IAS Gyan

Daily News Analysis

Iran building at underground nuclear facility

29th October, 2020 International Relations

Context: Inspectors from the UN’s atomic watchdog have confirmed Iran has started building an underground centrifuge assembly plant after its previous one exploded in what Tehran called a sabotage attack over the summer.

  • Iran also continues to stockpile greater amounts of low-enriched uranium, but does not appear to possess enough to produce a weapon.
  • Natanz hosts the country’s main uranium enrichment facility. Its centrifuges rapidly spin uranium hexafluoride gas to enrich uranium.


  • In 2002, satellite photos showed Iran building an underground facility at the site, some 200 kilometers south of the capital, Tehran.
  • Natanz had been targeted by the Stuxnet computer virus previously, which was believed to be a creation of the U.S. and Israel.

Joint Comprehensive Plan of Action

  • Under the provisions of the landmark 2015 nuclear deal with world powers known as the Joint Comprehensive Plan of Action.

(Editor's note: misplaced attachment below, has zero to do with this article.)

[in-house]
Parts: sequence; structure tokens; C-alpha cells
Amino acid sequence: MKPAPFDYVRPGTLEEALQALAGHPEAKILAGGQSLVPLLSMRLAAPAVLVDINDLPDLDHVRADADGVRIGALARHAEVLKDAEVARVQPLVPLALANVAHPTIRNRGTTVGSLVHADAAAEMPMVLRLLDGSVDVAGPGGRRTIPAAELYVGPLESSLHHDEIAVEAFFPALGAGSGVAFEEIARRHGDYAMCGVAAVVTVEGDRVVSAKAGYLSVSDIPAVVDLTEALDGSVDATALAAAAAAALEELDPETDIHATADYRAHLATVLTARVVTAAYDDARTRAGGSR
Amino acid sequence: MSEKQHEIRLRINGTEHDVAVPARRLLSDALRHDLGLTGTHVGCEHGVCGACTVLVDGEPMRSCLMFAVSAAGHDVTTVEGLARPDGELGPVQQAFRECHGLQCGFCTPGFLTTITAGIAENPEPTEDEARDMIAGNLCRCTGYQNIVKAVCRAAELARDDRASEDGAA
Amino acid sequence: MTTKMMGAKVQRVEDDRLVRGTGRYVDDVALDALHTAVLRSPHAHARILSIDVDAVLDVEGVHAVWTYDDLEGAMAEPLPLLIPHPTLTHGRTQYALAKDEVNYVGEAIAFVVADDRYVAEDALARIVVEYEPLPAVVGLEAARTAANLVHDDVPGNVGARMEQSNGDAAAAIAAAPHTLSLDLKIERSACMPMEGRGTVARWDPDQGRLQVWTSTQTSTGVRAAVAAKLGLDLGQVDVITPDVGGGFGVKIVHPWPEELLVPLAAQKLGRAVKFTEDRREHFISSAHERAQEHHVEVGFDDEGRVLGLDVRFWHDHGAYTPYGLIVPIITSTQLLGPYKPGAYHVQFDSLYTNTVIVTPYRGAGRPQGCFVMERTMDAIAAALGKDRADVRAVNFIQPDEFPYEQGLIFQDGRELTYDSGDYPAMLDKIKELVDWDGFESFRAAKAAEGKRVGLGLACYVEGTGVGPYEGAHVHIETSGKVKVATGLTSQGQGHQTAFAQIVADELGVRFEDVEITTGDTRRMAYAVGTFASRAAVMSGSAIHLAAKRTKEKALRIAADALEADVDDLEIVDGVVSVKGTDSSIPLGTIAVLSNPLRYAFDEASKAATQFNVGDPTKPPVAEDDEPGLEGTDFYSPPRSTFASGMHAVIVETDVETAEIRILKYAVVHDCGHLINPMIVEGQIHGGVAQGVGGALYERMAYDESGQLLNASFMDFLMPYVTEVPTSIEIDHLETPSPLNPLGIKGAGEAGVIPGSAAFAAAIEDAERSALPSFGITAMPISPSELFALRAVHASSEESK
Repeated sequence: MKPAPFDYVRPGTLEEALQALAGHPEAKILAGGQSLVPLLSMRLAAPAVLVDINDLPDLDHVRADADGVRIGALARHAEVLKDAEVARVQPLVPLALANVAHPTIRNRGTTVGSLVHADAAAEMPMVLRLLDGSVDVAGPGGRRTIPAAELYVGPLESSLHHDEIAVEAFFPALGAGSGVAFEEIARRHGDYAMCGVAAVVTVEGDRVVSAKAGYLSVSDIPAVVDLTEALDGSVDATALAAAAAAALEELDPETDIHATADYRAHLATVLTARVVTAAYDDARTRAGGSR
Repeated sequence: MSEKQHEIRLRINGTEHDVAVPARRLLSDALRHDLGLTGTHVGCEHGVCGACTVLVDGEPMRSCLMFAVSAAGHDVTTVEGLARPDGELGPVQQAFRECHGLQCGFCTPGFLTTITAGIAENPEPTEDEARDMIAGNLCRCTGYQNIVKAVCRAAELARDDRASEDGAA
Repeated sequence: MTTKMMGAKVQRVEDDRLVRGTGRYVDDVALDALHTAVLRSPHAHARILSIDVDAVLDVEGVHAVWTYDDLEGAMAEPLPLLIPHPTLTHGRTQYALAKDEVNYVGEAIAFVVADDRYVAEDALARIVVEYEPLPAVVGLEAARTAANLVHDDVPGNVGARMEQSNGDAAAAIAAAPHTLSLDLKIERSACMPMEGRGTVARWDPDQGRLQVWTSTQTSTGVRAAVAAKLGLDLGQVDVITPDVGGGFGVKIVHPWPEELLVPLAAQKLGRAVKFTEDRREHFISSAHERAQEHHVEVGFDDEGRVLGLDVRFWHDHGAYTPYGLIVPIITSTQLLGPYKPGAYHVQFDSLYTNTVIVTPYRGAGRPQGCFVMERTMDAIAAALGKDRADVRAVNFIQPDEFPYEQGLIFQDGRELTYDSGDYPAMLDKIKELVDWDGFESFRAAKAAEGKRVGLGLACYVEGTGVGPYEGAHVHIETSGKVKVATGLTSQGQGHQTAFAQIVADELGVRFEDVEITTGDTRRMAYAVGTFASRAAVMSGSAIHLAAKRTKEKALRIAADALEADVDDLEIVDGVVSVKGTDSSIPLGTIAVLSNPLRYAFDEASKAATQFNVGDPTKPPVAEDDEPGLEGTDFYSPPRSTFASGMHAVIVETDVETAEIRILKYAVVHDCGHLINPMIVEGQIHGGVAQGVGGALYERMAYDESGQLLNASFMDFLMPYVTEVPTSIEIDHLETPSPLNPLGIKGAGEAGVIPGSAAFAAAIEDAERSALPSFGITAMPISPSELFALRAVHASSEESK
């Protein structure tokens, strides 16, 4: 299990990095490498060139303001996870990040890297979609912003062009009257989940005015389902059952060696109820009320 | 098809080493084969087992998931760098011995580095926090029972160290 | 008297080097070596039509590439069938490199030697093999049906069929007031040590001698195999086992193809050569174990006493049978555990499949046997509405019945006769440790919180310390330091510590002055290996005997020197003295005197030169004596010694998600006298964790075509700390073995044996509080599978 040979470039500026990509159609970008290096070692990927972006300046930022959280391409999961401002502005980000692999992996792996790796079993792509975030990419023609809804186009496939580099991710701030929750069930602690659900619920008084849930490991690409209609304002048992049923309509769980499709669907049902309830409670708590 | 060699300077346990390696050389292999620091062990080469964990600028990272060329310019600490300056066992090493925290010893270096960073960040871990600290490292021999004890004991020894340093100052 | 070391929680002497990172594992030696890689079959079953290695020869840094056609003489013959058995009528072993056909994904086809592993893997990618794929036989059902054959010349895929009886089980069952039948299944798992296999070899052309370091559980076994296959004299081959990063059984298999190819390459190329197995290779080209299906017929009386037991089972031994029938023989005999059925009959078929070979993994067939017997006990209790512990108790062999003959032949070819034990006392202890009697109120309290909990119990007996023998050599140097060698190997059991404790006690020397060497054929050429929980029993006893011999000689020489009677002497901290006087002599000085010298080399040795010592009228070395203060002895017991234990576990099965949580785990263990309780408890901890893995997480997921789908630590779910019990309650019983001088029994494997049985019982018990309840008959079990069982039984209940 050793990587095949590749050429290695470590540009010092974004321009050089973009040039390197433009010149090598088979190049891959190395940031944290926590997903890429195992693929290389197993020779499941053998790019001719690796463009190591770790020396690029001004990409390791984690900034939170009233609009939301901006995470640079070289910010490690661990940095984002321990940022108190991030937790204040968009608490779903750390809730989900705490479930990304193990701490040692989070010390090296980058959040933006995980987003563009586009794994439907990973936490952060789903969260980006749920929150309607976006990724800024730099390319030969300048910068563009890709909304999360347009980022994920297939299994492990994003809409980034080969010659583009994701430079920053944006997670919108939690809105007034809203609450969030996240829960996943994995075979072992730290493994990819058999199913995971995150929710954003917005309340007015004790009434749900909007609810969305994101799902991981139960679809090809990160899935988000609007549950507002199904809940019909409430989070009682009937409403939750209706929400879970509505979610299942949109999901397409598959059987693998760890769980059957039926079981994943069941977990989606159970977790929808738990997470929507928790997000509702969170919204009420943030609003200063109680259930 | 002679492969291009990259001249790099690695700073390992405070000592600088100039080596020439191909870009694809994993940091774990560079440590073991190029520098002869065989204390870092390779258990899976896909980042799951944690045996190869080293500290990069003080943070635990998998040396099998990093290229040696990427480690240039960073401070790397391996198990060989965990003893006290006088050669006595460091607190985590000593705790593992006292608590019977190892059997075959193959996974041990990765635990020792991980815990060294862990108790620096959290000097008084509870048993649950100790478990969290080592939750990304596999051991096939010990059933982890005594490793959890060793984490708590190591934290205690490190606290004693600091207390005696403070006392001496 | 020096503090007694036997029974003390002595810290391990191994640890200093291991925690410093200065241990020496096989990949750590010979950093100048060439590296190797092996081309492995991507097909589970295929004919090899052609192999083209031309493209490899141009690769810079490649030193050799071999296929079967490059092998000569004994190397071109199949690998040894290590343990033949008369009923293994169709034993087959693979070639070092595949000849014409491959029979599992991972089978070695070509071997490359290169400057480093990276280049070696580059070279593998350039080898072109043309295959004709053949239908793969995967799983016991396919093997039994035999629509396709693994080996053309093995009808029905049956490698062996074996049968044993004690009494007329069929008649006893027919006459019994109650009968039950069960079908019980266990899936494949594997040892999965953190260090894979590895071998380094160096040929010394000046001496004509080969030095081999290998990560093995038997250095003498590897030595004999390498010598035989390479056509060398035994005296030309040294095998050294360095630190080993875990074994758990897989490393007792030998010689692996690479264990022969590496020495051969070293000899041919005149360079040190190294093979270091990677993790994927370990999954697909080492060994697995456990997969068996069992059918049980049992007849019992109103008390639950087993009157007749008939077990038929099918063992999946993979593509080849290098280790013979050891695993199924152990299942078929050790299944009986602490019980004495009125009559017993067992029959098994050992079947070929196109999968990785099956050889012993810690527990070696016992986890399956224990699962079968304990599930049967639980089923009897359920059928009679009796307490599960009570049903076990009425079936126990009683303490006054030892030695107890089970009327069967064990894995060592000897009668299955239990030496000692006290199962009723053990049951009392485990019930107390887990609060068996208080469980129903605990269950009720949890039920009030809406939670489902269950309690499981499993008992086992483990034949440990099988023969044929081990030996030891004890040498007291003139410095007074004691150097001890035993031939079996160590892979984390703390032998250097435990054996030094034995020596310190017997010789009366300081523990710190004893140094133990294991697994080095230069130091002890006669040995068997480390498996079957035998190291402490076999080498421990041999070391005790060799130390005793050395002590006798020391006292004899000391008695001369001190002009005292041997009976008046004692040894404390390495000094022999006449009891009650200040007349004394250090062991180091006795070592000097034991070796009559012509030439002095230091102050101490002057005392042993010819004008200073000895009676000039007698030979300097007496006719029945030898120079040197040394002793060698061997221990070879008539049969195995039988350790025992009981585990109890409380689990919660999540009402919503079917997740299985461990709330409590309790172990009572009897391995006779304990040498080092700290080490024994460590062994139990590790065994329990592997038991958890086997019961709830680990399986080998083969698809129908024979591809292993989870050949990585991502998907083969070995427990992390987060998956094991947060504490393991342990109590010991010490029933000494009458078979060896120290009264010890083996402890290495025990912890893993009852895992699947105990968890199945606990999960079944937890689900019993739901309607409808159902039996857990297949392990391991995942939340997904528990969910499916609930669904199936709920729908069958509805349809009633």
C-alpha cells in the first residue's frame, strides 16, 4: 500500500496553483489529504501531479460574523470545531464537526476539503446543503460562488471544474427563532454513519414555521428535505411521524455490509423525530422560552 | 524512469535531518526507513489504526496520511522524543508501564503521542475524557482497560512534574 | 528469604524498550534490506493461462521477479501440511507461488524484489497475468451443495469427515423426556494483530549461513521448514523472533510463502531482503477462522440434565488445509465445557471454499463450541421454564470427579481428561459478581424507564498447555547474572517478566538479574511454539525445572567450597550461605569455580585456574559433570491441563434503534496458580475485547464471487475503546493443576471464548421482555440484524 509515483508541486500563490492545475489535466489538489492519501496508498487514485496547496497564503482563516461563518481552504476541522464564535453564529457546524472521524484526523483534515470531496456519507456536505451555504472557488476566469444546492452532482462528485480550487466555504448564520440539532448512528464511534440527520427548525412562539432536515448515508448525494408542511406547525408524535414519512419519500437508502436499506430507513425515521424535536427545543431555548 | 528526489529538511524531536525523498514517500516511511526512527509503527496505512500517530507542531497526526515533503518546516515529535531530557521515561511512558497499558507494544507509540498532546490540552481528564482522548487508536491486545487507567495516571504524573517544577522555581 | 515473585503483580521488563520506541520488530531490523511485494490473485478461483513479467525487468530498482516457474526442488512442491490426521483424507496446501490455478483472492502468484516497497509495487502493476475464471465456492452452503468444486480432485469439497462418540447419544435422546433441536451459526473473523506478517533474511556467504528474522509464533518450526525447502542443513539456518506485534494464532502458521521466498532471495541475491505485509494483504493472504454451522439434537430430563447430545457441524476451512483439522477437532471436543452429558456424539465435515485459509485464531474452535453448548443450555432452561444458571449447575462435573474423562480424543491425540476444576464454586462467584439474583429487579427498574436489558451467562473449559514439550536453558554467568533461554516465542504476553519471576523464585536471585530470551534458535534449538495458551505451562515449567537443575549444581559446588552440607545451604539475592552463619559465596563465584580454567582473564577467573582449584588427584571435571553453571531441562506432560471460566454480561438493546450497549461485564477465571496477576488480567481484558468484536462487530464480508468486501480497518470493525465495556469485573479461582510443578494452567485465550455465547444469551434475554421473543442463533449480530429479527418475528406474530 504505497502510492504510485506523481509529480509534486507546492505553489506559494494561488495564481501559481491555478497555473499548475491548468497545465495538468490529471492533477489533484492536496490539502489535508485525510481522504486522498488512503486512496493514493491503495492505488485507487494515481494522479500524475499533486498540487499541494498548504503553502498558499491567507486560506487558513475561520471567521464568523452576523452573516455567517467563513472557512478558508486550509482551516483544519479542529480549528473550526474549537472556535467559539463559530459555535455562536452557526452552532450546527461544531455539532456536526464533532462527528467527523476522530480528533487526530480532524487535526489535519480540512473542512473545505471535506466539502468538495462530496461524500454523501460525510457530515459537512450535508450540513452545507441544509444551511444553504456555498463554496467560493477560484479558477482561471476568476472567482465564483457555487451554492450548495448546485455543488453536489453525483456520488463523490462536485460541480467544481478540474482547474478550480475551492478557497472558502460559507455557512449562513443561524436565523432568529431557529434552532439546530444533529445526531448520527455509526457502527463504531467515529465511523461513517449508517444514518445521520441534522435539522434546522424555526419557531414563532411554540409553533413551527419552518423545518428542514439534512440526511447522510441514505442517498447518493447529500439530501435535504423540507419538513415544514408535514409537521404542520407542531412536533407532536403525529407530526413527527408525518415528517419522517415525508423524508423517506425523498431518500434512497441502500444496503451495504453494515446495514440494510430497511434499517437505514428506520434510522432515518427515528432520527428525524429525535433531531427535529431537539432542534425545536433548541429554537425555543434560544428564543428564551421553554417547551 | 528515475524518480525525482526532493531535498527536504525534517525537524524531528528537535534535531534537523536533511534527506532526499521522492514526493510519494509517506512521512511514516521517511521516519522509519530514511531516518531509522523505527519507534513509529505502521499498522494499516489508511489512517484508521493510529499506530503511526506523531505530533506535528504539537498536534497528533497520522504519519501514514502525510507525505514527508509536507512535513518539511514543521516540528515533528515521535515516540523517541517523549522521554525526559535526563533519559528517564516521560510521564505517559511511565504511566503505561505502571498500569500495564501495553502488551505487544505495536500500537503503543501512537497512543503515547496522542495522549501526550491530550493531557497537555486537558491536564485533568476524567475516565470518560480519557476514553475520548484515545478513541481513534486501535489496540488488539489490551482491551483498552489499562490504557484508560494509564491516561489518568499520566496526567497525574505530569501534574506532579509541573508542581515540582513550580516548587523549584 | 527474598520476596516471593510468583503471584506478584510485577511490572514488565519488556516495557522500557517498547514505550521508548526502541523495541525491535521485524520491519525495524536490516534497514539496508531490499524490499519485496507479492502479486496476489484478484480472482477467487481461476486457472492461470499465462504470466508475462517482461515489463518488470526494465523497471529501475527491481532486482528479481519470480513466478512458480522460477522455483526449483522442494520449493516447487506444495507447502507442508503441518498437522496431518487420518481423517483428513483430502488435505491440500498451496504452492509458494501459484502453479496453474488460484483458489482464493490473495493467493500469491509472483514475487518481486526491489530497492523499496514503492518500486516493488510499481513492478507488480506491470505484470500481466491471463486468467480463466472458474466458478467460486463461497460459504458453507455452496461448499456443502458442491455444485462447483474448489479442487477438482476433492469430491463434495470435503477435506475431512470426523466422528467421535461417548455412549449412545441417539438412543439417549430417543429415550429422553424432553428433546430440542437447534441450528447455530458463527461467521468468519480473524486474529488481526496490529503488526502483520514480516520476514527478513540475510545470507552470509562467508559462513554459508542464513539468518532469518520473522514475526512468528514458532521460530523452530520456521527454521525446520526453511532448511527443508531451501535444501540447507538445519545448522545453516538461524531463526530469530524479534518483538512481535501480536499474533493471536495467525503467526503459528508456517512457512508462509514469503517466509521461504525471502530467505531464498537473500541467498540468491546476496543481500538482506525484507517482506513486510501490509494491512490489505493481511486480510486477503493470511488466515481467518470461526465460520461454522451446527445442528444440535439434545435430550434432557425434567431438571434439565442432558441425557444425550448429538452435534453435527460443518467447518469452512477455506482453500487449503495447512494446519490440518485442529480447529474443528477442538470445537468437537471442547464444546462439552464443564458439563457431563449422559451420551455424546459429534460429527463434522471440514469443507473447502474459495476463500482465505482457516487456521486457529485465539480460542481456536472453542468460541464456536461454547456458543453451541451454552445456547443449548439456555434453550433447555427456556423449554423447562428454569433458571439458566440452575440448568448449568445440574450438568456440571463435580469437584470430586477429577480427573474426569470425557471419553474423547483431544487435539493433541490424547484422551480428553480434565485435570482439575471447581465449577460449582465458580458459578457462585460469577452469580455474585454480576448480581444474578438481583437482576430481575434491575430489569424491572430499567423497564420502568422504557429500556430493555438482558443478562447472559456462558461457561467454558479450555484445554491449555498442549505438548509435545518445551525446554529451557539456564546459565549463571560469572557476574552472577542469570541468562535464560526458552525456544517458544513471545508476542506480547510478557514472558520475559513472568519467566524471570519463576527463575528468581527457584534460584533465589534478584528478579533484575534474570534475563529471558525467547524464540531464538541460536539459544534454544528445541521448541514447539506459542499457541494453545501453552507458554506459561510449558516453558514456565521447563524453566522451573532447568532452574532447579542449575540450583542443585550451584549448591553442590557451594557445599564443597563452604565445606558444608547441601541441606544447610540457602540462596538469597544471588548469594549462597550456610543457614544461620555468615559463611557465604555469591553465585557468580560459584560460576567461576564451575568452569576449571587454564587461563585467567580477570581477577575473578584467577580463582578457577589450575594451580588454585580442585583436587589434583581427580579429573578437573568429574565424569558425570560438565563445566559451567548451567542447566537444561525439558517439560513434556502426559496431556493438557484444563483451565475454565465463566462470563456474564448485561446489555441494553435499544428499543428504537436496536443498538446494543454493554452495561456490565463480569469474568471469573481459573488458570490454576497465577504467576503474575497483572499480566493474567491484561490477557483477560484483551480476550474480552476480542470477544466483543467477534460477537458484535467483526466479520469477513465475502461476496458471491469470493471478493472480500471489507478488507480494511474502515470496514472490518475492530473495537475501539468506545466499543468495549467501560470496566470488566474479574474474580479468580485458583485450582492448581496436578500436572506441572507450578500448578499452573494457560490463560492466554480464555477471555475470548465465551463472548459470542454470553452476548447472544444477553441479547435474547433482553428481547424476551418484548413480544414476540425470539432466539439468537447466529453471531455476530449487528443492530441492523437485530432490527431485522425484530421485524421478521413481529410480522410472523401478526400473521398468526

• Iran is allowed to produce a certain amount of enriched uranium for non-military purposes.
  • In return, Iran was offered economic incentives by the countries involved.
  • S. unilaterally pulled out of the deal in 2018 and re-imposed sanctions, however, the other signatories — Germany, France, Britain, Russia and China — have been struggling to keep the deal alive.

Not enough uranium

  • Iran has been steadily exceeding the deal’s limits on uranium it can stockpile and the purity to which it can enrich uranium
  • Still though, Iran has continued to allow IAEA inspectors full access to its nuclear facilities, including Natanz.
  • The IAEA’s current assessment states that Iran does not at the moment possess a significant quantity of uranium — defined by the agency as enough to produce a bomb